Number of years I’ve been wanting to try quilting: ~5
Number of years I’ve been kind of obsessing about quilting: ~1.75
Number of quilting-related books I own: 10
Number of quilting-related books I have checked out from the library: 9
Number of times in a row I checked out Your First Quilt Book: 29
Number of times I actually referred to Your First Quilt Book while making my first quilt: 0
Number of flickr groups I stalk, in hopes of seeing more quilts: 5
Amount spent on materials for first quilt: $24
Actually making my own quilt?
pattern: Easy Lap Quilt from Bend-the-Rules Sewing
fabric: solid cottons – pink, chocolate brown, caramel brown
prints – Tracy Porter
dates: September 21 – 29
- I loved everything about making this quilt, from beginning to end. This book made me really believe I could finally actually make a quilt, and the process was so organic. In fact, I think that’s what helped me take the leap – the fact that I could design as I go, rather than following (and trying to get right) someone else’s quilt.
- I went into the fabric shop knowing I wanted to do a quilt in pinks and browns, and then I just went from there. I played with possibilities in the store (which took a very long time), and finally settled on these three Asian-inspired Tracy Porter prints. I love all three prints – the delicate pink one with the brown tree branches, the bold red/gold/brown/pink one with litttle splashes of blue, and the brown with light blue wavy branch-like things. The backing is a brown with little red and tan and white diamonds on it.
- I cut the strips as the book instructs, and the I just played awhile, till I found a design I liked – I loved this part. It really worked for me, and I see myself making quilts like this again in the future. The quilt top came together very quickly. The basting went pretty quickly, too. The actual quilting took longer than I expected, partly because I did some trial-and-error at this point (testing out thread color options, trying to quilt without drawing lines on the top first – which did not work for me!, trying to decide how many lines to quilt). This part was really fun, too – deciding where all the lines would go. Again, very organic.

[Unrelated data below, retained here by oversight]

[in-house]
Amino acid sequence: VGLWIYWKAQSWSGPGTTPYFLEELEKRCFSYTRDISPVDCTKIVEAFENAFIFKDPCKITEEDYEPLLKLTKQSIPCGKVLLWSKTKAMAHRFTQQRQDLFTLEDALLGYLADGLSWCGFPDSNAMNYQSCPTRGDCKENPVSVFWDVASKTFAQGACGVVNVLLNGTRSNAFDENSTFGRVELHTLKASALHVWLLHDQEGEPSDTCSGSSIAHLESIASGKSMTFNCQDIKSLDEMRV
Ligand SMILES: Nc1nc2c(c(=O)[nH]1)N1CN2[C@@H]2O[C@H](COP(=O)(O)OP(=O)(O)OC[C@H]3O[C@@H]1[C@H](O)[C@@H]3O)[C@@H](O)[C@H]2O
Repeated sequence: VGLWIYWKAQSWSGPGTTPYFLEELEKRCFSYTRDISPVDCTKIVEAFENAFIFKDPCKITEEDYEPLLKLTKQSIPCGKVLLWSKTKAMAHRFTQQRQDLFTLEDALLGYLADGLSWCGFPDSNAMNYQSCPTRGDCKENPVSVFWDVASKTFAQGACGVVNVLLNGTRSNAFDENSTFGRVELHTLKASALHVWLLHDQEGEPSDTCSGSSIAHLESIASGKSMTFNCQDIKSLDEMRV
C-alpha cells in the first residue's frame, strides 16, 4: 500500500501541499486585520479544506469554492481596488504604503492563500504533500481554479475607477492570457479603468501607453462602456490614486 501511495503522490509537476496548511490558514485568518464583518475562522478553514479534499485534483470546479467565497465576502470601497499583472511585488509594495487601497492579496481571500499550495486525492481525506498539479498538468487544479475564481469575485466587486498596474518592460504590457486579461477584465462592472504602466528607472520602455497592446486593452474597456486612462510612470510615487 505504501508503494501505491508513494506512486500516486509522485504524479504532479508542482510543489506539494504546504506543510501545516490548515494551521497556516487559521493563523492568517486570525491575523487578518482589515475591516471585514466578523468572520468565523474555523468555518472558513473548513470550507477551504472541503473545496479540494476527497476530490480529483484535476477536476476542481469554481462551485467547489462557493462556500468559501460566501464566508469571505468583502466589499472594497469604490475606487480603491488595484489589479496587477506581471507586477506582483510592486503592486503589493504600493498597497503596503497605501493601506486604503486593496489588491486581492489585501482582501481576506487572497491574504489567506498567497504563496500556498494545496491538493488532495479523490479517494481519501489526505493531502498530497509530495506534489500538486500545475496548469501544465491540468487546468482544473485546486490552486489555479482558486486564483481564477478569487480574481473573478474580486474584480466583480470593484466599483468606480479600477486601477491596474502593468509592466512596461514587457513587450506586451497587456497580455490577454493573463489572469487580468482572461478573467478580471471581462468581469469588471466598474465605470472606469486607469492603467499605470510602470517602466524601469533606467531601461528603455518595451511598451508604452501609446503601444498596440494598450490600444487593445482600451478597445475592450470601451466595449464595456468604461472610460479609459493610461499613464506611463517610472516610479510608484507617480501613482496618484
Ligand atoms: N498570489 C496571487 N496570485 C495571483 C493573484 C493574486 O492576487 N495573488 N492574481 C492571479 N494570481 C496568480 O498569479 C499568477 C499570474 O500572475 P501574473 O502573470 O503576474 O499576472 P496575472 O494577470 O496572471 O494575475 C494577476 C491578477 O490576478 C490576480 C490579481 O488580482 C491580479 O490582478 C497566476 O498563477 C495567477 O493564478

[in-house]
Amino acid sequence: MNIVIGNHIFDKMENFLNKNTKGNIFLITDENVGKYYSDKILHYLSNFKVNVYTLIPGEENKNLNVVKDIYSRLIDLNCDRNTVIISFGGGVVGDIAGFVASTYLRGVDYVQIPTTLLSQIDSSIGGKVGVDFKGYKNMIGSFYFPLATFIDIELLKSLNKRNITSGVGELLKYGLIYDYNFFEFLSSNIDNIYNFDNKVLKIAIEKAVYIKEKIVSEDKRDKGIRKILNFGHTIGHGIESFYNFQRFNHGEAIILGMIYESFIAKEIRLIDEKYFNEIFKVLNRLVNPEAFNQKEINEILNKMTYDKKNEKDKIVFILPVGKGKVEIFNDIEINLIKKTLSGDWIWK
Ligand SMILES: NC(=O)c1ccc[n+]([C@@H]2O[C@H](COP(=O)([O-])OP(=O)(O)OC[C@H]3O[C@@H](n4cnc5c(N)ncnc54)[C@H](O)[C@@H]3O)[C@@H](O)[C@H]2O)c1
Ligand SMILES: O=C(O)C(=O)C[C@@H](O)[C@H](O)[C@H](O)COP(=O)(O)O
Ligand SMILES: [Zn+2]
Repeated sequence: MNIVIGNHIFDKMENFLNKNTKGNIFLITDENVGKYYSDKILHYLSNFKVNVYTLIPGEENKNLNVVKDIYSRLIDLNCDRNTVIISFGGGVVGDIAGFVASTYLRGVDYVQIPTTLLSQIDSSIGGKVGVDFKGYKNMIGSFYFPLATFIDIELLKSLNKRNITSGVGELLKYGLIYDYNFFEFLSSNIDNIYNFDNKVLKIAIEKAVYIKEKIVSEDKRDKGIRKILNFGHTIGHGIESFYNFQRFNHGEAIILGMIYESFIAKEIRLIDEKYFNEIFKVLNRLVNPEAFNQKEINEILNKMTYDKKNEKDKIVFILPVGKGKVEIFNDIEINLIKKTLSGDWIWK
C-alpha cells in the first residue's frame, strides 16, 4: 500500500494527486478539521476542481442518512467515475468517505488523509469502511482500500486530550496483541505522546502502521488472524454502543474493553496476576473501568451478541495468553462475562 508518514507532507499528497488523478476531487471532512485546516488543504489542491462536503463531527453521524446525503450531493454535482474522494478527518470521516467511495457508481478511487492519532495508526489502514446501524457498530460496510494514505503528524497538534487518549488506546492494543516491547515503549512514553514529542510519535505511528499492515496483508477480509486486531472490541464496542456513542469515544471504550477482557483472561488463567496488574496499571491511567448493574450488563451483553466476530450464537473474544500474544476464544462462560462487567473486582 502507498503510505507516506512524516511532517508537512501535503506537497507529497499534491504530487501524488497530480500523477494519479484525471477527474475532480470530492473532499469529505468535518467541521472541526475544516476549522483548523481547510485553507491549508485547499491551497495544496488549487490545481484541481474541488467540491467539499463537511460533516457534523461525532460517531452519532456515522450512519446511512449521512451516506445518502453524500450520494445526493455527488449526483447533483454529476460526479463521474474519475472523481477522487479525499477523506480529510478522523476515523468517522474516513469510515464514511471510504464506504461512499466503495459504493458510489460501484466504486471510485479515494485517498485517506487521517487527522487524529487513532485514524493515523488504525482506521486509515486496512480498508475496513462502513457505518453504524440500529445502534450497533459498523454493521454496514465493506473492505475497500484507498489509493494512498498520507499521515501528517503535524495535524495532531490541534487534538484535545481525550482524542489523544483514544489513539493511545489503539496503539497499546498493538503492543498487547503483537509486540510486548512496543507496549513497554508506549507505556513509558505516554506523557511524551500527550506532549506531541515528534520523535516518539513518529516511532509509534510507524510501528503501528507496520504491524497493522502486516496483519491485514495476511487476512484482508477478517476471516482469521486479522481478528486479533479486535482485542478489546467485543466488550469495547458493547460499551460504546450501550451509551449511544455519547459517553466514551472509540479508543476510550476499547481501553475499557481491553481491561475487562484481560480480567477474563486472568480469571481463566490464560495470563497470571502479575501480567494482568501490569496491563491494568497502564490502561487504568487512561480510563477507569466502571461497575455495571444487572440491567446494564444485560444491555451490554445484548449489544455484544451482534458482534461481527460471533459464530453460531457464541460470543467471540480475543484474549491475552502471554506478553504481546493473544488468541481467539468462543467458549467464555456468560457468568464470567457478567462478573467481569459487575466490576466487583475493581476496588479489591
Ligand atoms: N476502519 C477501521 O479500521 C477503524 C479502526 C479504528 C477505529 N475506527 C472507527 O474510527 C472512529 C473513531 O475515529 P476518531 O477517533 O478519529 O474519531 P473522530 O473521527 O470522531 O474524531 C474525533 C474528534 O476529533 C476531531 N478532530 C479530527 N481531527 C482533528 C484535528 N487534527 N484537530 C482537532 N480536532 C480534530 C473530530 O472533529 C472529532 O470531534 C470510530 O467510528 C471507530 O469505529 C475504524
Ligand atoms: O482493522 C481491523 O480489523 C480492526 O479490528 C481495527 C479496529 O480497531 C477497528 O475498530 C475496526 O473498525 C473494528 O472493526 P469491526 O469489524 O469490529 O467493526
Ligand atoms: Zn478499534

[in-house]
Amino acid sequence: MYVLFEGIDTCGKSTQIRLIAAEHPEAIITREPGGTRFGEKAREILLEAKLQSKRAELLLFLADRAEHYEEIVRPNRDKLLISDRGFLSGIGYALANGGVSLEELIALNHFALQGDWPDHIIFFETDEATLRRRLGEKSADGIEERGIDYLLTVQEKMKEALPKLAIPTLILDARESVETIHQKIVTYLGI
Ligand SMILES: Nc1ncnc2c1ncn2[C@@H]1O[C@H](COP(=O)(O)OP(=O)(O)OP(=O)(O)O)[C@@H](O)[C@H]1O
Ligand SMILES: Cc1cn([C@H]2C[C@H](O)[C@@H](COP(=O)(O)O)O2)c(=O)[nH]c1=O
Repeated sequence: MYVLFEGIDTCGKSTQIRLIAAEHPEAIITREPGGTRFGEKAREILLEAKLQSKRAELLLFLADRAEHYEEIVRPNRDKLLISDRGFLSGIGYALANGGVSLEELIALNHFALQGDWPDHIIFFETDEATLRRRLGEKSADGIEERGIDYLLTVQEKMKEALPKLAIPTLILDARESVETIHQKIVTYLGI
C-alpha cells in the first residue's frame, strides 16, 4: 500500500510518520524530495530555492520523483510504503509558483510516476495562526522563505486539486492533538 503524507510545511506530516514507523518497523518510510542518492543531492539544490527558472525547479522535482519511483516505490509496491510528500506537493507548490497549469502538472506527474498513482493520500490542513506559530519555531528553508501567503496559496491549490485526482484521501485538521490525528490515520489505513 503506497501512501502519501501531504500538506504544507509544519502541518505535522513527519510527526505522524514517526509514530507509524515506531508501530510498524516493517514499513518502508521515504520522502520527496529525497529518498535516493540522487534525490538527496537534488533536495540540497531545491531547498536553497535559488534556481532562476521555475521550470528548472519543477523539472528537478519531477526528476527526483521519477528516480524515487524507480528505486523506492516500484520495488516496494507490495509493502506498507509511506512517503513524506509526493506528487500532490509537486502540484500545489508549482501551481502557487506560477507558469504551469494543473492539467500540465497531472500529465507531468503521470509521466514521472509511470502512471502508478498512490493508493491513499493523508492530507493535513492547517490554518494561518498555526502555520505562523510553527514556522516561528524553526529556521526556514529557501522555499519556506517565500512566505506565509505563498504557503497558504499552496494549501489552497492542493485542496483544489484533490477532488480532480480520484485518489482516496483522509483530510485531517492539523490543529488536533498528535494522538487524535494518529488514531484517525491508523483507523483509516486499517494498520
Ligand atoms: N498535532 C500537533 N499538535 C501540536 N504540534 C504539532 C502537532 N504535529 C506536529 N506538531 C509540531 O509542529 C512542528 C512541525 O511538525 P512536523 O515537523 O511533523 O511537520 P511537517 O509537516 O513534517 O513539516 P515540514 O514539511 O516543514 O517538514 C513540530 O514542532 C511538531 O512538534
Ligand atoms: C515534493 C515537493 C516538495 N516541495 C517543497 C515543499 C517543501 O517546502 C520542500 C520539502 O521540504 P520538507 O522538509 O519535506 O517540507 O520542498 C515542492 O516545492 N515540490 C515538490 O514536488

- Finally, all that was left was the binding. Amy Karol suggests that, though you may be tempted to do the whole thing by machine, it will look much better if you do the binding in two steps – machine for the front, hand for the back. I should’ve listened. Instead, I followed the method in The Modern Quilt Workshop – I got myself a bias tape maker, made the binding, and then machine-stitched it. And I messed up a lot. Part of this was due to machine problems, part due to operator-error. I didn’t notice the biggest problems till I’d already washed and dried it (like a couple of places where the binding didn’t get fully attached in the back!). For now, the problems remain, but soon I do plan to go back and do the whole thing by hand.
verdict: I am beyond thrilled with this. I love everything about it (except the binding, till I fix it) – the colors, the prints, the combinations of colors and prints, the size, the way the quilting came out, and the fact that, at long last, I have made myself a quilt. There will definitely be more of these in my future. And I would highly, highly recommend Amy’s method to anyone who has been hesitant to give quilting a go.
You can see more pics here. (Yes, I have finally fallen completely, madly in love with flickr).
And don’t forget! Today is the last day to enter my contest. I’ll draw a winner in the morning and announce it in a blog post tomorrow. Stay tuned!